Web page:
AEROSMITH will likely enter the studio sometime in the next two or three weeks to begin recording their much-discussed blues album for Columbia, guitarist Joe Perry told Billboard.com.
Among the songs being worked up by the band are BLIND WILLIE MCTELL's "Broke Down Engine", LITTLE WALTER's "Temperature", and "I'm Ready", the latter of which was previously recorded by both WILLIE DIXON and MUDDY WATERS.
"By the time we're finished here, I think we're gonna have some tracks we're gonna have to beat when we go into our studio," Perry said, referring to the band's Boston-area recording facility, which is nearing completion. "At this point, looking at what the song list is, I'd say it's about two-thirds old standards and a third original.
"We're putting our spin on our influences," he continued, "There are some things we're taking kind of a cue from more modern versions. Some of it, like, 'Broke Down Engine', [Bob] Dylan recorded that in '94, but it was a BLIND WILLIE MCTELL song that I think was recorded in 1930-something. So we're listening to both versions and making our own version of it.
"We're not making an album for blues purists, we're not making an album to educate people in the blues, we're not making an album to try and copy MUDDY WATERS. What we're doing is taking songs that when we heard them made the hair on the back of our neck stand up and playing them the way we feel.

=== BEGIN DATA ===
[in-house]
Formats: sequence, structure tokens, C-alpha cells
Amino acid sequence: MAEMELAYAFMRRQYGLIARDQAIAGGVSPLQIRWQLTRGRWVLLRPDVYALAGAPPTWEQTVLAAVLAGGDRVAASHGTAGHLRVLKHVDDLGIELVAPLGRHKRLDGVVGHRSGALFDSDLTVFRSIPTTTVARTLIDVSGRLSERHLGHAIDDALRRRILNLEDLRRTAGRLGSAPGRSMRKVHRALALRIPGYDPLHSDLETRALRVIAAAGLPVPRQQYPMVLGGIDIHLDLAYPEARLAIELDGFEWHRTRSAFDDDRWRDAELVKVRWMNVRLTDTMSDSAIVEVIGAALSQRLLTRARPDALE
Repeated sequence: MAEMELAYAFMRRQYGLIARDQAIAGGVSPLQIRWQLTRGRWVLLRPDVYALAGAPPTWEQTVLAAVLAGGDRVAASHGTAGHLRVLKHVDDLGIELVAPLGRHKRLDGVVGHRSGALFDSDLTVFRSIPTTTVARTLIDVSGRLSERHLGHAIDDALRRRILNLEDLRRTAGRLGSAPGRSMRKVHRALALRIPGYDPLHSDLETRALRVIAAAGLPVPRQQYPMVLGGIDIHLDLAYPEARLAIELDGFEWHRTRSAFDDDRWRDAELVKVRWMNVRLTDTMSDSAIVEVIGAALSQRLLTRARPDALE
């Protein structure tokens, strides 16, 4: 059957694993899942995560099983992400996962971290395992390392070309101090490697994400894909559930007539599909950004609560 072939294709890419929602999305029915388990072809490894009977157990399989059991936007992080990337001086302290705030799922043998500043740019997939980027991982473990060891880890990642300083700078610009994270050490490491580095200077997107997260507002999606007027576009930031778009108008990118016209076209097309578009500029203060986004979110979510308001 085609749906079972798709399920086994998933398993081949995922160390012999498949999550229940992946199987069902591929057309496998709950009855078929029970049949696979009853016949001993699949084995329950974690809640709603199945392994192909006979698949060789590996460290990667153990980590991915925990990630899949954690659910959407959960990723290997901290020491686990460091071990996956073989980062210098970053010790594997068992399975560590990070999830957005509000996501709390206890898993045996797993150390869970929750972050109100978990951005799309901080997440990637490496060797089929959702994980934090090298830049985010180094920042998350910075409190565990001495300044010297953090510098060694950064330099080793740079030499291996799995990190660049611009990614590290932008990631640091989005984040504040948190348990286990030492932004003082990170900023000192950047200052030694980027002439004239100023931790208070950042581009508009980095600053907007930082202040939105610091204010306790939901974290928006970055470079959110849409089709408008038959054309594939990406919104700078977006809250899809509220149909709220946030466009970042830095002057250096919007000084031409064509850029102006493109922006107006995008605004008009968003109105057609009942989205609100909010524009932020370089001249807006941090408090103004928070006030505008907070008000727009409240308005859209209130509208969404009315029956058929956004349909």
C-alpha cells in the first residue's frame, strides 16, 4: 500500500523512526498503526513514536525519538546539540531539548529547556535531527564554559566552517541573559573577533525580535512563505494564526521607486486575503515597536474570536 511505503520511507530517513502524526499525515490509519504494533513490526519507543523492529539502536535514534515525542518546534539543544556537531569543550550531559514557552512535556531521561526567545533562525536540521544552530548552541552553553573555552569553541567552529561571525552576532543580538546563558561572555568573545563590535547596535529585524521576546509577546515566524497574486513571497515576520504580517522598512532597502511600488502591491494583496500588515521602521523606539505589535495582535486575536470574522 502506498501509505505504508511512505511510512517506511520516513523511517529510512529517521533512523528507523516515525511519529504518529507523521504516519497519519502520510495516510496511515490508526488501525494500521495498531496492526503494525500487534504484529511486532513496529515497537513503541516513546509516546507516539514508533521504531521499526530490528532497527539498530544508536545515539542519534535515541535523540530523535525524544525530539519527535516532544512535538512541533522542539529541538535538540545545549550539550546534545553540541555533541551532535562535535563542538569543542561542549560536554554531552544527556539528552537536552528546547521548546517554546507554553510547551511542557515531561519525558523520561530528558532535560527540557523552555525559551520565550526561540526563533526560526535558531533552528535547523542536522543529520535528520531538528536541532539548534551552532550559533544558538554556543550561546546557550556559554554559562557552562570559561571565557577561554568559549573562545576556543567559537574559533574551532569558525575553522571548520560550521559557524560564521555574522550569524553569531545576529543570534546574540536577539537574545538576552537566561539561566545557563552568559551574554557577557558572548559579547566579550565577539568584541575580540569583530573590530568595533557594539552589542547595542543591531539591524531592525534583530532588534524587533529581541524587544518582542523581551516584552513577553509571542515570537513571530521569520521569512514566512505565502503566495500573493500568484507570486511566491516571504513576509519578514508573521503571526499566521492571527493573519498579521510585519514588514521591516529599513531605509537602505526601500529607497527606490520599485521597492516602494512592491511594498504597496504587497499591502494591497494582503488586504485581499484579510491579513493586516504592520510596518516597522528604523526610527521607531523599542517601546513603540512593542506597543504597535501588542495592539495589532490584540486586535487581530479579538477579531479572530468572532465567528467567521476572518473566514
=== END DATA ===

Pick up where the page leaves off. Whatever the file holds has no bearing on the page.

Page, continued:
"In the end, we're gonna have some songs that sound kind of traditional, and other songs that sound like they come from the 'Rocks' era," he added.
The band have thus far prepared about 10 songs for the release, which the group is co-producing with Jack Douglas, who helmed such band classics as "Get Your Wings" (1974), "Toys in the Attic" (1975), "Draw the Line" (1977), and "Rocks".
AEROSMITH are hoping to release the as-yet-untitled record in September, not long after the band begin an amphitheater tour with KISS, whom Perry has called an "icon onto themselves."
"Just to be touring with them is cool," Joe said. "And then the whole thing about, 'Well ... they're cartoony,' and all that. If you have that kind of attitude, then you're taking your rock'n'roll way too seriously. To me, it's all about entertainment. I went to see them on this comeback tour and I didn't sit down the whole time."